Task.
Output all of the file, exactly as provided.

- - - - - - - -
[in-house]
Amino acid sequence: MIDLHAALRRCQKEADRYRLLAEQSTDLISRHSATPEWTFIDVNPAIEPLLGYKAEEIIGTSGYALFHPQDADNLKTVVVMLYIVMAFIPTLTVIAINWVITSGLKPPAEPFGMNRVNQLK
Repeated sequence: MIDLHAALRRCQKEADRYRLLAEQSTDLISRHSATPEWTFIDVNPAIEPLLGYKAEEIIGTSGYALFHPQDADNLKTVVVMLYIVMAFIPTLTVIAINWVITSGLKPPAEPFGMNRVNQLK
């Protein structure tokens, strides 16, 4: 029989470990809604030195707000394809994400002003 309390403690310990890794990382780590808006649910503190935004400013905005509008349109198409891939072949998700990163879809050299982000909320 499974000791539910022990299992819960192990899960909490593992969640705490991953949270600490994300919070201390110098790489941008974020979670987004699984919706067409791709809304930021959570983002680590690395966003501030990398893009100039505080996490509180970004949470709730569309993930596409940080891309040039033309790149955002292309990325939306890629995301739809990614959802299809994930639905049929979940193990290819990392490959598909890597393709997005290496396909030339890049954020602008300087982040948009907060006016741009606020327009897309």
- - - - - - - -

[in-house]
Amino acid sequence: MIDLHAALRRCQKEADRYRLLAEQSTDLISRHSATPEWTFIDVNPAIEPLLGYKAEEIIGTSGYALFHPQDADNLKTVVVMLYIVMAFIPTLTVIAINWVITSGLKPPAEPFGMNRVNQLK
Repeated sequence: MIDLHAALRRCQKEADRYRLLAEQSTDLISRHSATPEWTFIDVNPAIEPLLGYKAEEIIGTSGYALFHPQDADNLKTVVVMLYIVMAFIPTLTVIAINWVITSGLKPPAEPFGMNRVNQLK
């Protein structure tokens, strides 16, 4: 029989470990809604030195707000394809994400002003 309390403690310990890794990382780590808006649910503190935004400013905005509008349109198409891939072949998700990163879809050299982000909320 499974000791539910022990299992819960192990899960909490593992969640705490991953949270600490994300919070201390110098790489941008974020979670987004699984919706067409791709809304930021959570983002680590690395966003501030990398893009100039505080996490509180970004949470709730569309993930596409940080891309040039033309790149955002292309990325939306890629995301739809990614959802299809994930639905049929979940193990290819990392490959598909890597393709997005290496396909030339890049954020602008300087982040948009907060006016741009606020327009897309």